Today I thought I’d share something personal with you. Photographically personal at any rate. ‘Workflow’ is a word I see used a lot in various photographic circles and is obviously of interest to many people, so I thought I share how I create a photograph; starting from before I leave the house all the way up to the ‘finished product’, whatever form that might take. This is how my way of working has developed over the years and, whilst I’m not claiming that it is perfect or that it is what you should do, it does work for me, so please feel free to incorporate any of it that you find interesting or useful.
The one thing I like to decide on before I leave the house is where I’m going. I know others set off and end up where their instincts take them and although I do some of this later in my process, I like to know where I’m going to start. There are a whole host of reasons influencing this decision, and each could be the deciding factor on any given day; a location may have come up in a conversation, I might have seen a photograph, been looking at a map, be working on a specific project or have a special interest in something connected to an area. I may just decide on a whim.
Once at my chosen location, I like to wander around with no particular ideas in mind and see what the place has to offer. At this point my camera is usually in my bag as I like to spend time getting a feeling for a place and seeing what grabs my attention. I also like to take time to look at the things that don’t immediately draw attention to themselves as I find this is often where hidden delights are to be had. I look for things that might make images on different scales from broad, sweeping views to intimate details. I look to see where the light is, where it will go and how it might be affected by cloud cover, all of which might alter what I will be able to photograph. I also consider what the light might be like at other times of the day or year. I like to build a mental inventory of what’s around me; shapes, patterns, colours and tones, anything that might be useful. When I was starting out in photography, I used to write these things down on a checklist-type form and I found this helped me a great deal, even if it did bring a few inquisitive looks from passers-by. Alongside this information I also like to note how the place makes me feel and how I might say something about this with my camera.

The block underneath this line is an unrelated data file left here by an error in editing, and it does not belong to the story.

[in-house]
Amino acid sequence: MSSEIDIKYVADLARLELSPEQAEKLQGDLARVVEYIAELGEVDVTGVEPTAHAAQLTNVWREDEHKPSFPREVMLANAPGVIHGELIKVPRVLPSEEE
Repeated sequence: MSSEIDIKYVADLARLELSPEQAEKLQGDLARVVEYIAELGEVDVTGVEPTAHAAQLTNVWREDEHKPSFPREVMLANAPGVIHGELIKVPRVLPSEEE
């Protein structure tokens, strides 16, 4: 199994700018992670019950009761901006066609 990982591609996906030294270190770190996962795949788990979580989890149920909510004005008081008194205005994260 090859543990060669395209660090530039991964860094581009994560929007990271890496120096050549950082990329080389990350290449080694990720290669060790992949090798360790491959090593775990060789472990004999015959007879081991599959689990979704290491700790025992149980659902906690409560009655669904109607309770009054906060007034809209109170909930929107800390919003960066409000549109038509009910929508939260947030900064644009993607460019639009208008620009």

This is where I start to visualise what I’m going to create; what is it that I want to say and which elements of my surroundings can I use to do so. I try to build a mental picture of what I would like the finished photograph to look like and then work backwards from there to decide which techniques I will have to use to achieve that. It’s worth noting here that as this visualisation is about the end result, these considerations also take into account the editing required to achieve my aim, and make sure that the way the photograph is taken will provide me with the full range of information on the memory card to allow that. I’ll mention this visualisation again later when I talk about editing my work.
This is usually when I get my camera out. Obviously, if there are circumstances that dictate it (such as a passing shaft of light in the perfect position etc), I will react to that as needed, but usually, my camera work starts now. There’s lots to consider at this point such as what to include in the viewfinder and where to position it all, where to stand, what height to place the camera at, which format to adopt and which lens to use (I only have zoom lenses, so also have to choose what level of magnification to use). This takes time, but for me is the most satisfying part of photography, so is time well spent in my opinion. My opinion here extends to the fact that the time spent also makes it more likely that my visualised image will come to life. Once I have settled upon my composition (and I usually use a tripod to make sure this stays as I want it) I consider the settings I will use on the camera. What depth of field do I want, is there any motion within the frame to consider and where shall I focus? These last considerations are not made in complete isolation from the time spent composing and there are certainly lots of crossovers where one influences the other. As I use a tripod most of the time and so don’t need to worry about the length of the exposure, I set the camera to aperture priority with the ISO as low as possible.